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China downplays growth target ahead of political meeting

China is downplaying its own economic growth target, in an attempt to defuse persisting concerns over slowing growth, as a major political meeting kicks off on Monday.

"We have never said that we would defend a certain percentage point to the death," said Chinese Premier Li Keqiang in a speech Friday, according to a summary posted on a government website.


Li's remarks come as China's Communist Party gathers this week in Beijing to approve a social and economic blueprint for the next five years.

Government officials are under pressure to reboot confidence in the country's ability to deliver steady growth and commitment to economic reform. Experts say simply setting the road map could go a long way in dialing back concerns over the world's second-largest economy at home and abroad.

There's no doubt about it: China's economy is on rocky ground. The government set a GDP growth target of 7% for this year -- a comprehensive measure of economic health -- but concerns have mounted as growth has suffered.

Last week, China posted third-quarter economic growth of 6.9%, the worst since the financial crisis.

The dismal data has left many experts wondering what's next for China. In the past, Beijing has always come to the rescue anytime the economy hit the skids.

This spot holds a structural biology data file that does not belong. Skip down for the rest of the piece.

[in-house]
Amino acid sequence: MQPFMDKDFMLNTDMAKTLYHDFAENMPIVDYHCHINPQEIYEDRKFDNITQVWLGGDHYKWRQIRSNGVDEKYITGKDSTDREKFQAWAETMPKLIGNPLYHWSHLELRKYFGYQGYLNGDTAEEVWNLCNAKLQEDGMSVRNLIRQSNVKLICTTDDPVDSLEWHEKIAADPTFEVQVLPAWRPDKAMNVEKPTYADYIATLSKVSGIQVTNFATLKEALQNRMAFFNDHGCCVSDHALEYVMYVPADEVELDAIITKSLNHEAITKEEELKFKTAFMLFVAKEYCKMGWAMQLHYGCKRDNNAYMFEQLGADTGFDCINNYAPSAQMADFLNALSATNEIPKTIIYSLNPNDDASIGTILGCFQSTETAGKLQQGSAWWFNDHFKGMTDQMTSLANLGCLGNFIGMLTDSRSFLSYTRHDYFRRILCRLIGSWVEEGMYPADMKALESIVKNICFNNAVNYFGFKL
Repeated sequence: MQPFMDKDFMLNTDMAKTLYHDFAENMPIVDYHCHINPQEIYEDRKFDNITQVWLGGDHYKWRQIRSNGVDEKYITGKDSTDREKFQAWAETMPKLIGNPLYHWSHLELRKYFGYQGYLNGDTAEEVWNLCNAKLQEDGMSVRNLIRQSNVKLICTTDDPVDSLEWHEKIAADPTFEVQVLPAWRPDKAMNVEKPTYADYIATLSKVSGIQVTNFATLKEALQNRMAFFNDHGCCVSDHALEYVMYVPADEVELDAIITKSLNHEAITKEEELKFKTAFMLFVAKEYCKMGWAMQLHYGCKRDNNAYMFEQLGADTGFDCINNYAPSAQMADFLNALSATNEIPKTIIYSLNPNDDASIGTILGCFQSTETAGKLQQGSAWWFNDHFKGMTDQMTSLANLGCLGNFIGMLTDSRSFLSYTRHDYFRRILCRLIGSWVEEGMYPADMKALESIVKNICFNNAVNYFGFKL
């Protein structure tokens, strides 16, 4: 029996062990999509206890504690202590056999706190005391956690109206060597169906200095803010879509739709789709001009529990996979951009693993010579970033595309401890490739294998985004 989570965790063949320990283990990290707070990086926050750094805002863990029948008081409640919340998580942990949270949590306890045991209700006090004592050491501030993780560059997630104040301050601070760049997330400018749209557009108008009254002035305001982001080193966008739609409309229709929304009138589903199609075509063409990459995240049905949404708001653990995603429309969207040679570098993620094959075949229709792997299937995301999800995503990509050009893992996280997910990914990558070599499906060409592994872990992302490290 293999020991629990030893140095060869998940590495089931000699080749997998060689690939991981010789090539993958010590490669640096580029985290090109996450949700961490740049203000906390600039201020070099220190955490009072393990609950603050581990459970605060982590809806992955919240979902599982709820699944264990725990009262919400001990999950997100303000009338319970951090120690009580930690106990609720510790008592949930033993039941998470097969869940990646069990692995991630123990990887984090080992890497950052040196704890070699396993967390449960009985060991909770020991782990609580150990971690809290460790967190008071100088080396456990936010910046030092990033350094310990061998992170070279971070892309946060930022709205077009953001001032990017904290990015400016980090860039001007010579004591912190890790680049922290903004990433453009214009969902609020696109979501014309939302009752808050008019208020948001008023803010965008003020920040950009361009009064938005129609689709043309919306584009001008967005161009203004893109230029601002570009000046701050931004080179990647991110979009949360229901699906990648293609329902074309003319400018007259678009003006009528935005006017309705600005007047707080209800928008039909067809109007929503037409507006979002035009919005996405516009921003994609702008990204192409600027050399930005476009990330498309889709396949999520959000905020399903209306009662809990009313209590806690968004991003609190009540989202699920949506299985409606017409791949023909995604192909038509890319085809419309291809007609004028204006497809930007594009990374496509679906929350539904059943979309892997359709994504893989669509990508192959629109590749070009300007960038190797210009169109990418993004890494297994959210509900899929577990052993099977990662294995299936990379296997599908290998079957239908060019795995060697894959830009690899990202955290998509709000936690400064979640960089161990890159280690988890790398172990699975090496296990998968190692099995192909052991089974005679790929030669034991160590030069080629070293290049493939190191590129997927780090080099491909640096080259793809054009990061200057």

This year, things have been slightly different -- instead of ordering a massive stimulus plan, the government has instead chosen to enact piecemeal measures to prod the economy along. But that doesn't mean Beijing is totally hands off just yet.

Just four days after the dismal quarterly GDP growth figures were posted last week, the central bankcut interest rates in a move designed to boost spending. That announcement marked the sixth rate cut this year.

After decades of breakneck growth, averaging around 10% a year, experts have long said that China's economy was due for a slowdown.

Beijing is now trying to engineer a gradual slowdown, and is working to shift the country away from building roads, railways and housing to generate growth, to an economy powered by consumer spending.

--CNN's Yuli Yang and Felicia Wong contributed to this report

CNNMoney (Hong Kong)